Paul Lane, superintendent at River Crossing Golf Club, chuckles when someone tells him what to expect with the South Texas winter each year.
“I don’t know if normal actually exists anymore,” Lane said Tuesday. “I’ve been here for 10 years, and I’m not sure I’ve ever seen normal.”
A year after abnormally cold temperatures and wet conditions wreaked havoc on greens, fairways and bottom lines, forecasters are calling for mild, dry conditions through late spring. While grasses on layouts have already begun to go dormant, as usual, operators are expecting welcome higher traffic on courses from players taking advantage of favorable conditions.
With that in mind, Lane and other superintendents at San Antonio-area facilities head into the next few months with varying game plans for keeping their layouts in top shape and attractive during the year’s most mercurial weather.
Several courses, including Olympia Hills Golf & Conference Center in Universal City, have elected to overseed planting rough stock bluegrass on greens and rye on fairways and tee boxes to keep acreage green and lush in chillier conditions.
Other sites, such as the Alamo City Golf Trail layouts and River Crossing, have elected to bypass overseeding in favor of fertilization, moisture and mowing programs.
“It’s kind of a gamble as to what the weather is going to be like in the winter,” said Brad Fryrear, superintendent of the seven ACGT facilities.
“It’s rolling the dice,” added Lane, who overseeded at River Crossing last year.
Indeed, if Mother Nature throws a curveball and courses are hit with extended stretches of freezing weather, those who have not overseeded will have to work harder to protect turfs mostly Bermuda grasses that could potentially be stunted during the important spring growing season.
However, that same overseeding that can insulate Bermuda from frigid temperatures can also be a hindrance to its rebirth in early spring, depending on the weather conditions. Simply put, the winter grasses sometimes don’t want to give way to the resurrected warm-weather Bermuda.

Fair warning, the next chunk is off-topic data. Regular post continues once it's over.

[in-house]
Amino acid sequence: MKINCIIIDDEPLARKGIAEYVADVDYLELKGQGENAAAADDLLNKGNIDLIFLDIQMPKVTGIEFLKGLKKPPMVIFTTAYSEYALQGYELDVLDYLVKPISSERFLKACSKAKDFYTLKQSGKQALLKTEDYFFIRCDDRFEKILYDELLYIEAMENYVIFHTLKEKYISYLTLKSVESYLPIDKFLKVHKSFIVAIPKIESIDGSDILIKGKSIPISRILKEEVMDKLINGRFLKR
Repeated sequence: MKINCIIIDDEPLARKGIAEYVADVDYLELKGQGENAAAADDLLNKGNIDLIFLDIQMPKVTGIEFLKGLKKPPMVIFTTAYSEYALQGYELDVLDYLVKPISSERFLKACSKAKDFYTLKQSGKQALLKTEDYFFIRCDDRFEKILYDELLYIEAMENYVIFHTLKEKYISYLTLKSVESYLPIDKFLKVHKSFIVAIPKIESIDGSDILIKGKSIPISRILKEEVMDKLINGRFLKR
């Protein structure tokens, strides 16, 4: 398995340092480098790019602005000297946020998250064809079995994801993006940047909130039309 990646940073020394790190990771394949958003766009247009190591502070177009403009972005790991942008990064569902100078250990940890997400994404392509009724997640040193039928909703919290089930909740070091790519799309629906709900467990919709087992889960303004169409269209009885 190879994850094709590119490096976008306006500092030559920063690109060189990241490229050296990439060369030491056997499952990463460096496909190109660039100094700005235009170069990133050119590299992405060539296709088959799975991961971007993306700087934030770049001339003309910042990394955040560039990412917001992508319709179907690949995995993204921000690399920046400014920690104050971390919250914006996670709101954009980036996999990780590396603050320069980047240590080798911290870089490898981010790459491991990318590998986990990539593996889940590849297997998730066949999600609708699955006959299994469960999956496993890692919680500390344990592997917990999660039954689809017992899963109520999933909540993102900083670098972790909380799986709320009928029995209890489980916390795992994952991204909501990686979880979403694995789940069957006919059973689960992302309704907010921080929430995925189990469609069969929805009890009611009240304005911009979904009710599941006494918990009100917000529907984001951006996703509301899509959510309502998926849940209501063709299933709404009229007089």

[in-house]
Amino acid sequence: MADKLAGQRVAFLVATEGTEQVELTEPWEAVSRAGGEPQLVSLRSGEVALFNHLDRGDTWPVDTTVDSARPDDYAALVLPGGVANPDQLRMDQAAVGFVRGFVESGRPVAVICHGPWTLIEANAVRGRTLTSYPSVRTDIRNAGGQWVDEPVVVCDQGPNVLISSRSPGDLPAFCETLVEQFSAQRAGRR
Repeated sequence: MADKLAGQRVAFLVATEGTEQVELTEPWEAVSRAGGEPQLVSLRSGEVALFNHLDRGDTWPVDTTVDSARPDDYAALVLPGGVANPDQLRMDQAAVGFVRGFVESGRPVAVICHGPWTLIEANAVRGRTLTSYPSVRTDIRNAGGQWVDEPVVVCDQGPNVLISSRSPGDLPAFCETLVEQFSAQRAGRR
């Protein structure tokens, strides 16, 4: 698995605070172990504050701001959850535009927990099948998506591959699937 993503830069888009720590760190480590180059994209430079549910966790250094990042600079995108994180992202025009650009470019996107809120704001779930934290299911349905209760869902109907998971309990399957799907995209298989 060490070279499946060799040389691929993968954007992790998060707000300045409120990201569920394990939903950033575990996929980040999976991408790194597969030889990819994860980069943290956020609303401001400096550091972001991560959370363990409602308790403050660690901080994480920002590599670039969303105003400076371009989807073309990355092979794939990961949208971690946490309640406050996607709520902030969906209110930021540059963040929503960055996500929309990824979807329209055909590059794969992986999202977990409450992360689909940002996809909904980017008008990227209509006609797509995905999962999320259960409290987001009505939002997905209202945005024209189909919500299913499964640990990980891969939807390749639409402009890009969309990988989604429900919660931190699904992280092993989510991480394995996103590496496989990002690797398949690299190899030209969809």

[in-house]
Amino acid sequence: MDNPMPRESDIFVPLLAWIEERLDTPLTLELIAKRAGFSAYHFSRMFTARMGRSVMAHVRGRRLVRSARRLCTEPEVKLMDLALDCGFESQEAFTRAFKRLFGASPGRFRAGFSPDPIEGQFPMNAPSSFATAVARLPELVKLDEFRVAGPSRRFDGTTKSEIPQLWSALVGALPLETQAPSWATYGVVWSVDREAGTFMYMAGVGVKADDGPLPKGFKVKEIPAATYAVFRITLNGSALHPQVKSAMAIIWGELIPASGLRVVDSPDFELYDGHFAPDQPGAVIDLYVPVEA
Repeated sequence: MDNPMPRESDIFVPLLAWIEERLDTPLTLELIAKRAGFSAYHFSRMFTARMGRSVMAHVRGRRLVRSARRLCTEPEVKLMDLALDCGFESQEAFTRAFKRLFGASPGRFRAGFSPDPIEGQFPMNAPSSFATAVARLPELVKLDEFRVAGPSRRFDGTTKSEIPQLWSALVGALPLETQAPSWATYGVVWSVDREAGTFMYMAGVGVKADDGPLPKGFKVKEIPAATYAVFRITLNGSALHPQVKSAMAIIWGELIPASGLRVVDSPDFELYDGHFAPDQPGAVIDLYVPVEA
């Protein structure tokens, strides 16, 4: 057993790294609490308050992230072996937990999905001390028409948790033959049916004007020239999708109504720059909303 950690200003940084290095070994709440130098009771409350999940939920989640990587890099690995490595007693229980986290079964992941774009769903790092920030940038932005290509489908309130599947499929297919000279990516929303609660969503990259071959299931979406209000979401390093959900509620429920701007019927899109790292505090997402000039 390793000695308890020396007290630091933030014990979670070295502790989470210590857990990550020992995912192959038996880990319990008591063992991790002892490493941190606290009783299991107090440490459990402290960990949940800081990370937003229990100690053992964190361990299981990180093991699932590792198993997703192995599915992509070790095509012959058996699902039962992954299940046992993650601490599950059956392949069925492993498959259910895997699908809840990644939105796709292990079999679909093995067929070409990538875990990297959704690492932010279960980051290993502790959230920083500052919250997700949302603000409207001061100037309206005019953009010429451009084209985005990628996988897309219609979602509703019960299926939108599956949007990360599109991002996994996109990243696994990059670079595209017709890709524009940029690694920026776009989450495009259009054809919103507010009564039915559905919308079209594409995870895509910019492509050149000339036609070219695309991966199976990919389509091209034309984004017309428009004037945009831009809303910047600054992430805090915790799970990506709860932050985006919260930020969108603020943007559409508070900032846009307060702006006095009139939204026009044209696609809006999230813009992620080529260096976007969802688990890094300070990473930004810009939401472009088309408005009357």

For Jason Wiedeman, general manager at Olympia Hills, the value of overseeding includes providing a form of erosion control. The popular course can accommodate up to 100 rounds a day during the winter, which means plenty of foot traffic that can damage the dormant Bermuda.
“I don’t think my greens could handle winter traffic,” said Wiedeman, the facility’s former superintendent. “They would just get trampled.”
At Brackenridge Golf Course, Fryrear and site superintendent John Steele will work to keep the layout green through the use of micronutrients such as iron, manganese and magnesium, dispersed in trace amounts over the roughly 25 acres of closely mowed turf, and aggressive moisture management of the top 3 or 4 inches of soil.
“We’re doing kind of an experiment to try to keep the color and look at acceptable levels,” said Fryrear, who overseeded Brackenridge last year, shortly after it was reopened from a $4.5 million makeover.
If the weather cooperates, the area courses will make the turn from winter to spring in great shape no matter the route chosen to get there.
“You wake up every morning and wonder, ‘What is Mother Nature going to throw at me today, and how am I going to deal with it?’” Lane said. “But I don’t know if there’s any real method to it, to be honest with you.”